No takers for Stalin’s proposal to project Rahul Gandhi as PM

Opposition leaders distance themselves from idea to elevate Rahul

Updated - December 03, 2021 10:03 am IST

Published - December 17, 2018 10:25 pm IST - New Delhi

No smooth ride: Rahul Gandhi, Manmohan Singh, M.K. Stalin and other leaders leaving for Mr. Gehlot’s swearing-in.

No smooth ride: Rahul Gandhi, Manmohan Singh, M.K. Stalin and other leaders leaving for Mr. Gehlot’s swearing-in.

On a day when the Congress party had sought to present a united opposition at the swearing-in ceremonies of its Chief Ministers in Chhattisgarh, Madhya Pradesh and Rajasthan, leaders from several opposition parties distanced themselves from Dravida Munnetra Kazgham (DMK) President M. K. Stalin’s proposal to project Congress President Rahul Gandhi as the opposition’s common Prime Ministerial candidate in 2019.

“There is a broad understanding among the opposition parties that the issue of the name to lead the opposition will be decided after the elections,” said Derek O’ Brien, parliamentary party leader of the Trinamool Congress in the Rajya Sabha.

Not willing to cede ground to the Congress in the wake of MP Chief Minister Kamal Nath’s decision on Monday to waive loans of up to ₹2 lakh given to farmers, Mr. O’ Brien said, “BJP promised to double farmer incomes in their 2014 manifesto, now they are pleading for more time till 2022. Mamata Banerjee’s government in Bengal had promised to double farmer income in five years; we have tripled it in seven years. Bengal is leading the way in agriculture and meeting farmer’s expectations.”


Representatives of 17 opposition parties participated in the swearing-in ceremonies. However, Bahujan Samaj Party (BSP) supremo Mayawati and the Samajwadi Party’s Akhilesh Yadav — both parties have allied with the Congress in Madhya Pradesh — did not attend. While Ms. Mayawati cited health reasons for her absence, Mr. Yadav skipped the event despite having confirmed his participation earlier, said a politician, who did not wish to be identified.

Mr. Yadav has decided to follow the BSP’s cue to stay away from opposition events till the seat sharing arrangements in Uttar Pradesh are finalised, the politician said.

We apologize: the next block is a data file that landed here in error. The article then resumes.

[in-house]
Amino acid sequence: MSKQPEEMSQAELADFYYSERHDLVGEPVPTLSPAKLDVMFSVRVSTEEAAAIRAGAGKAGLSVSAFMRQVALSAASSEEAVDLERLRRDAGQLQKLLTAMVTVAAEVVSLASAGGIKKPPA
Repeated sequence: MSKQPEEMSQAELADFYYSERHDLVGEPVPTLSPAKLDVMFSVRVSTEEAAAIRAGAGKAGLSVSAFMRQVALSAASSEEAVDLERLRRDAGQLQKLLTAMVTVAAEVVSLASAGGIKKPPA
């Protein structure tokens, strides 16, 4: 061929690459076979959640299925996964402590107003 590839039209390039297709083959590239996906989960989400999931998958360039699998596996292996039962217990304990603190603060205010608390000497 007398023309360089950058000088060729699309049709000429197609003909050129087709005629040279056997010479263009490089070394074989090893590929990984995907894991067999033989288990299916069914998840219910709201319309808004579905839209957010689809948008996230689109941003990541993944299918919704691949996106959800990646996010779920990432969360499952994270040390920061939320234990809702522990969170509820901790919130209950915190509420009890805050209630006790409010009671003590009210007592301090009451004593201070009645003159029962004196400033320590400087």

Leaders from the Telugu Desam Party (TDP), which recently reversed its decades-long stand by recognising the Congress as the key opposition party to lead a challenge to the BJP, too did not endorse Mr. Stalin’s view. “The DMK is already a member of the UPA, so Mr. Stalin can say such things,” TDP Rajya Sabha MP C. M. Ramesh said. “For others like us, this matter can be settled only post the Lok Sabha elections.”

‘Own view’

Observing that everyone was entitled to their own view, CPI (M) General Secretary Sitaram Yechury contended that whether it was the NDA in 1998 or the UPA of 2004, there had never been a pre-poll alliance at the national level. “The nature of our country and our democracy is such that an all-India formation will come into existence only post elections; what will precede is the unity of secular forces that will be worked out at the State level,” he said. In 2019 too, an alternate formation would emerge, he said, without clarifying on who would lead such a formation.

In an effort to allay perceptions of discord among the opposition parties, Madhya Pradesh CM Kamal Nath clarified to reporters that Mr. Gandhi had never asked for the top job, adding that the issue would only be resolved after the elections.

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